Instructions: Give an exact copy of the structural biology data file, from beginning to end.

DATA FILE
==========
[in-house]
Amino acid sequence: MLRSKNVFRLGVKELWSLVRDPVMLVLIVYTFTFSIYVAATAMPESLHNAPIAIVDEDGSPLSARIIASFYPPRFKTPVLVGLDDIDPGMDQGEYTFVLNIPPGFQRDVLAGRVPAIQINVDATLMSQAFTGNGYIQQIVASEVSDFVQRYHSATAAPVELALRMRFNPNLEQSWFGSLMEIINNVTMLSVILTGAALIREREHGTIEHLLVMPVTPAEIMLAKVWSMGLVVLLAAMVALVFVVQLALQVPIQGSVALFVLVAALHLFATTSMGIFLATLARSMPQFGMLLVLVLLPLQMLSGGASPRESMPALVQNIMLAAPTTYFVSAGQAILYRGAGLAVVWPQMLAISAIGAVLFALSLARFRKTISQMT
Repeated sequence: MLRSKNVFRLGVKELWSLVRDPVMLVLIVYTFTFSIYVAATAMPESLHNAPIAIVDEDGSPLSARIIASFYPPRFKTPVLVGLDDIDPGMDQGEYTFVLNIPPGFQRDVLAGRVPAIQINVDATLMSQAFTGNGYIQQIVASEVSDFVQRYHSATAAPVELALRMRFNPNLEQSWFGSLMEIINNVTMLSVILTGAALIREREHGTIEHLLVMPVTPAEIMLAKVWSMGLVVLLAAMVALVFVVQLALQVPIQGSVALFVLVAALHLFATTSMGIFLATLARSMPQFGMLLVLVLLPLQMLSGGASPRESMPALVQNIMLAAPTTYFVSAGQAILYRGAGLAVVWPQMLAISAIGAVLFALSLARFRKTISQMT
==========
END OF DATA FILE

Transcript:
[in-house]
Amino acid sequence: MLRSKNVFRLGVKELWSLVRDPVMLVLIVYTFTFSIYVAATAMPESLHNAPIAIVDEDGSPLSARIIASFYPPRFKTPVLVGLDDIDPGMDQGEYTFVLNIPPGFQRDVLAGRVPAIQINVDATLMSQAFTGNGYIQQIVASEVSDFVQRYHSATAAPVELALRMRFNPNLEQSWFGSLMEIINNVTMLSVILTGAALIREREHGTIEHLLVMPVTPAEIMLAKVWSMGLVVLLAAMVALVFVVQLALQVPIQGSVALFVLVAALHLFATTSMGIFLATLARSMPQFGMLLVLVLLPLQMLSGGASPRESMPALVQNIMLAAPTTYFVSAGQAILYRGAGLAVVWPQMLAISAIGAVLFALSLARFRKTISQMT
Repeated sequence: MLRSKNVFRLGVKELWSLVRDPVMLVLIVYTFTFSIYVAATAMPESLHNAPIAIVDEDGSPLSARIIASFYPPRFKTPVLVGLDDIDPGMDQGEYTFVLNIPPGFQRDVLAGRVPAIQINVDATLMSQAFTGNGYIQQIVASEVSDFVQRYHSATAAPVELALRMRFNPNLEQSWFGSLMEIINNVTMLSVILTGAALIREREHGTIEHLLVMPVTPAEIMLAKVWSMGLVVLLAAMVALVFVVQLALQVPIQGSVALFVLVAALHLFATTSMGIFLATLARSMPQFGMLLVLVLLPLQMLSGGASPRESMPALVQNIMLAAPTTYFVSAGQAILYRGAGLAVVWPQMLAISAIGAVLFALSLARFRKTISQMT